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High-resolution measurements of the multilayer ultra-structure of articular cartilage and their translational potential.

He B, Wu JP, Kirk TB, Carrino JA, Xiang C, Xu J - Arthritis Res. Ther. (2014)

Bottom Line: Current musculoskeletal imaging techniques usually target the macro-morphology of articular cartilage or use histological analysis.These techniques are able to reveal advanced osteoarthritic changes in articular cartilage but fail to give detailed information to distinguish early osteoarthritis from healthy cartilage, and this necessitates high-resolution imaging techniques measuring cells and the extracellular matrix within the multilayer structure of articular cartilage.This review provides a comprehensive exploration of the cellular components and extracellular matrix of articular cartilage as well as high-resolution imaging techniques, including magnetic resonance image, electron microscopy, confocal laser scanning microscopy, second harmonic generation microscopy, and laser scanning confocal arthroscopy, in the measurement of multilayer ultra-structures of articular cartilage.

View Article: PubMed Central - HTML - PubMed

ABSTRACT
Current musculoskeletal imaging techniques usually target the macro-morphology of articular cartilage or use histological analysis. These techniques are able to reveal advanced osteoarthritic changes in articular cartilage but fail to give detailed information to distinguish early osteoarthritis from healthy cartilage, and this necessitates high-resolution imaging techniques measuring cells and the extracellular matrix within the multilayer structure of articular cartilage. This review provides a comprehensive exploration of the cellular components and extracellular matrix of articular cartilage as well as high-resolution imaging techniques, including magnetic resonance image, electron microscopy, confocal laser scanning microscopy, second harmonic generation microscopy, and laser scanning confocal arthroscopy, in the measurement of multilayer ultra-structures of articular cartilage. This review also provides an overview for micro-structural analysis of the main components of normal or osteoarthritic cartilage and discusses the potential and challenges associated with developing non-invasive high-resolution imaging techniques for both research and clinical diagnosis of early to late osteoarthritis.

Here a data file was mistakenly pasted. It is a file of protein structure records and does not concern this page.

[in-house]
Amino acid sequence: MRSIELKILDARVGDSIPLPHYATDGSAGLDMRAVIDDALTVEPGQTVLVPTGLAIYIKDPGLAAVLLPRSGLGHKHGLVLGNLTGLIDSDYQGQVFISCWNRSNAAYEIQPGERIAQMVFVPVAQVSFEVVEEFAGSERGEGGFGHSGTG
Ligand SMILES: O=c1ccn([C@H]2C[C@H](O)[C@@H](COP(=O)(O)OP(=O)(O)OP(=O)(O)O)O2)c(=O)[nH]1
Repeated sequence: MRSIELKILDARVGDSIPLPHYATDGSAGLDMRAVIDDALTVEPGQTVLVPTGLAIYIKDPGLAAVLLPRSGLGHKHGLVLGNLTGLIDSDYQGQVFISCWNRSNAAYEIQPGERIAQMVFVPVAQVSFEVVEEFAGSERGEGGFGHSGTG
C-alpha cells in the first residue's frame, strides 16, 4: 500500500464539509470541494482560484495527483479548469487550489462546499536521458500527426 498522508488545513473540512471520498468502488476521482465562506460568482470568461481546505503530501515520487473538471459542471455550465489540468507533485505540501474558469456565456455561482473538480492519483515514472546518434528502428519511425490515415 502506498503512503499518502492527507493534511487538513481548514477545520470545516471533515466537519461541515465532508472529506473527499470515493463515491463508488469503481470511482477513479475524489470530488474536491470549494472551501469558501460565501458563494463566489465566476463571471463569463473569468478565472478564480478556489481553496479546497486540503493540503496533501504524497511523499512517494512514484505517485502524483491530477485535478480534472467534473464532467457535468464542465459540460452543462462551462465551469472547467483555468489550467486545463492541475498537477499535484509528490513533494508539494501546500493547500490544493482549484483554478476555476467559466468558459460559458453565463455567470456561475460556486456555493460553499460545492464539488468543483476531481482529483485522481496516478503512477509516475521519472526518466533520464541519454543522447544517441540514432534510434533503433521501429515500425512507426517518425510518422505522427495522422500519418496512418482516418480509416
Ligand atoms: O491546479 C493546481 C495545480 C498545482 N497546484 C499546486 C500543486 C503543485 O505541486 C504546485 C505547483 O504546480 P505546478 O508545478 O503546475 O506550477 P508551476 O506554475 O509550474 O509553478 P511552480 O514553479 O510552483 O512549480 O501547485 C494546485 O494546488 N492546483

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Confocal laser scanning microscopy images showing cellular differencesbetween wild-type and dedicator of cytokinesis 2(Dock2) gene mutant mice. (A,B) The morphologyof healthy chondrocytes in the superficial zone of articular cartilage fromwild-type mice. (C,D) The loss of chondrocytes in the superficialzone of the articular cartilage from Dock2 gene mutant mice. X andY coordinates indicate images that were parallel to the cartilage surfaceand taken from a transverse view.